Securing your Office Documents and PDF Files

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In the past we have talked about security and protecting your documents a lot.  We have also discussed some of the drawbacks and benefits of Microsoft Office's security and encryption protocols so you may think that this is just another useless article but it isnt.  Today I want to talk to you about how you can use Microsoft Office 2016's updated encryption and security algorithms to password protect your PDF files and other documents.

Most of our old articles focus on password protection for editing but this article will help you to protect your documents so well that people can’t even view them without entering the password. With a secure password, the Microsoft Office encryption feature can keep your documents safe.

Our tutorial is for those who use Microsoft Office 2016, although this process should work in earlier versions as well.

The Security of Microsoft’s Password Protection

While many people who know about security protocols may be skeptical about using the default protection options, I will make a concession. Microsoft Office 95 up through 2003 had a very weak password encryption. By Office 2007, however, Microsoft made a lot of efforts to rectify these issues and switched to the Advanced Encryption Standard (AES) that had a 128-bit key encryption protocol. This same system is used in Office 2016 as well, and protects your documents by using highly secure and strong encryption.

There are just two considerations to keep in mind.

  1. The first thing is that you will need to have a password that fully encrypts your document. Even though Office includes a password that you can use to “Restrict Editing,” but anyone could bypass it with some simple hacking. So be sure to use the “Encrypt with Password” option, not the “Restrict Editing” option.
  1. The second consideration is that these encrypted passwords only work for modern document formats (.docx, for example.) The older versions (such as .doc) will use older and outdated encryption methods that can be easily cracked.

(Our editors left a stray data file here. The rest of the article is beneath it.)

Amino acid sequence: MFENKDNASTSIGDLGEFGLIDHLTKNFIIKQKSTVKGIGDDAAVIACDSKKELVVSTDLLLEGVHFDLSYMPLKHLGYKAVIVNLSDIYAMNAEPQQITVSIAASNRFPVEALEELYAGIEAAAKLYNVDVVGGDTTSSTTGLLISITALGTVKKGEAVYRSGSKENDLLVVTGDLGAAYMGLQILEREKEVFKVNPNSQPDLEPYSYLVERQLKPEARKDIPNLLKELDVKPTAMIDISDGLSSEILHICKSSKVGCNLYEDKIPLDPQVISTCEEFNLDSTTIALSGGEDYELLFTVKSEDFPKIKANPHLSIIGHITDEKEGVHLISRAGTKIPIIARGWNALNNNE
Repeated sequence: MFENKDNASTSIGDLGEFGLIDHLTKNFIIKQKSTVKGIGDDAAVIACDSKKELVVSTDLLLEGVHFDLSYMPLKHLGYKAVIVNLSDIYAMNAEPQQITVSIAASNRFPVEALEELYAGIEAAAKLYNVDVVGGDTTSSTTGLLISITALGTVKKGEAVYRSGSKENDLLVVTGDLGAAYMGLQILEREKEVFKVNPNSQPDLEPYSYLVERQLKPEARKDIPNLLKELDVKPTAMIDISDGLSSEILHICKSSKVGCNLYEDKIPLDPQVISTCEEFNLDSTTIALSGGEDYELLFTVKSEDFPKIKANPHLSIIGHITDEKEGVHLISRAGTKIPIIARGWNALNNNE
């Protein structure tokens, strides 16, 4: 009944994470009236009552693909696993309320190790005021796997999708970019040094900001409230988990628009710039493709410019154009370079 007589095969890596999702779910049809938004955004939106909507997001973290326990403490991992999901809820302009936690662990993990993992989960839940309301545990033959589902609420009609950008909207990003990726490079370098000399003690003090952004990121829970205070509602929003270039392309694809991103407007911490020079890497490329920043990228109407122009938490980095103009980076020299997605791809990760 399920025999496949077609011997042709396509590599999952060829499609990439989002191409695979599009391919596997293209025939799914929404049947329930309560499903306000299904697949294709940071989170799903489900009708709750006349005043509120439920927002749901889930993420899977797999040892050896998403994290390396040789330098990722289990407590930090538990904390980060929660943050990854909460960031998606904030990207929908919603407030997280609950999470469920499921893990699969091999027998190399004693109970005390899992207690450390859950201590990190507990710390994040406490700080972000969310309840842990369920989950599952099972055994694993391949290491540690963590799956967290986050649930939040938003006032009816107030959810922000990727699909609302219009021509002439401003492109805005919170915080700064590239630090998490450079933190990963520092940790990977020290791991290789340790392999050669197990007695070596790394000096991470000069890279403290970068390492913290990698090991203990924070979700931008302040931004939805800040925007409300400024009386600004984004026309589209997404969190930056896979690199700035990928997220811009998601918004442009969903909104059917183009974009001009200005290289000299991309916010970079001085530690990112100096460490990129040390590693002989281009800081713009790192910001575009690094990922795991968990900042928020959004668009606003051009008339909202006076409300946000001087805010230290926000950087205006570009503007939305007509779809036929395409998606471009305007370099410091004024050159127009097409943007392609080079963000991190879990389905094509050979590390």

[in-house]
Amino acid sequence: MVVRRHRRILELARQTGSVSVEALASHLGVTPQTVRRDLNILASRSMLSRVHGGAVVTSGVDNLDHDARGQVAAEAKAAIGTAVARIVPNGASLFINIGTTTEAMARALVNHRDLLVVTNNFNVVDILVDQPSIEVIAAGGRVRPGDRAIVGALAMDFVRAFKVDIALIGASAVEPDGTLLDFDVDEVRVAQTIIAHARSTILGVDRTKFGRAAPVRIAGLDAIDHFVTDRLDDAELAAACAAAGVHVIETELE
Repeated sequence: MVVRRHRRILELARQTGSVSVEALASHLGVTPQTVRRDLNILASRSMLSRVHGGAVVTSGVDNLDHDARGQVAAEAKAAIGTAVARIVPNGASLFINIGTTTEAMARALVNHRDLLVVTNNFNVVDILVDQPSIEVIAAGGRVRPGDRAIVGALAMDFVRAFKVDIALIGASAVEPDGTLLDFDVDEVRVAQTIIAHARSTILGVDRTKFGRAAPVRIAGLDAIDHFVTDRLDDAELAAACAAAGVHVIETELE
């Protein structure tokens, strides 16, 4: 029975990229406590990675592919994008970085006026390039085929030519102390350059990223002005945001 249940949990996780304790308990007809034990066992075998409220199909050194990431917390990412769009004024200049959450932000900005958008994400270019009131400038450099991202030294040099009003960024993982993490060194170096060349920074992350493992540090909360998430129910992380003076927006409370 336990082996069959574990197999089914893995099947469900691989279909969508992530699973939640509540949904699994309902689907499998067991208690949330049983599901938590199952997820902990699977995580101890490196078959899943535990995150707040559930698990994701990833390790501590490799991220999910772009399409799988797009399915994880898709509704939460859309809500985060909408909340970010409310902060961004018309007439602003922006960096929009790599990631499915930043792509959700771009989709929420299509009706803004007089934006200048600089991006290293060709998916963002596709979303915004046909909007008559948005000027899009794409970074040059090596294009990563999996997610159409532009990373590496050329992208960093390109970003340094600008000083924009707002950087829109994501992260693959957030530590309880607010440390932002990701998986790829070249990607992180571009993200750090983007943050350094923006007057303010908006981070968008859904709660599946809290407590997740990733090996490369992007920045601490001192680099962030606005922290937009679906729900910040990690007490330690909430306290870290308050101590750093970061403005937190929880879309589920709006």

Protecting an Office Document with Password Protect

You first need to open the file in Word, Excel, PowerPoint, or Access. Go to “File” then click on “Info” then click on “Protect Document” then click on “Encrypt with Password.”

Note: The “Protect Document” option has a different name in Excel, PowerPoint, and Access, but it’s easily recognizable.

Next, you will need to go ahead and choose the password you want to use to encrypt the document. Make sure that it’s a strong, secure password and one that you’ll remember because if you forget it, you will lose access to your document.

Note: If you want some tips on creating great passwords, feel free to check out this article.

Once you encrypt the document with a password, the Info screen will display the message “A password is required to open this document.” So, the next time you open this document, you’ll be prompted to “Enter password to open file.”

If you want to remove the password protection from your document, go to “File” then click on “Info” then click on “Protect Document” then click on “Encrypt with Password.” Type in a blank password and hit “OK” and Microsoft Office will remove the password from this document.

Protecting a PDF File with a Password

When you export an Office document to a PDF file, you can protect it with an encrypted password. This can be used in Microsoft Word, Excel, and PowerPoint.

Just open the file and go to “File” then click on “Export” then click on “Create PDF/XPS.” On the Save dialog box, click on “Options” and then check the box labeled “Encrypt the document with a password,” located at the bottom, and hit “OK.”

Then you can type in your strong password and hit “OK” again. After that, you can enter a PDF file name and hit “Publish” so that Office can export the document to a PDF file that is password-protected.

Whenever you want to open the PDF file, you will be asked to enter the password. This is the case whether you are using Windows 10’s default browser, Microsoft Edge, or another PDF reader.

Protecting your documents and PDF files with a password is especially useful when storing them on USB drives or on Microsoft OneDrive. For added security, you can use full-disk encryption, such as Device Encryption and BitLocker on Windows PCs, or FileVault on a Mac.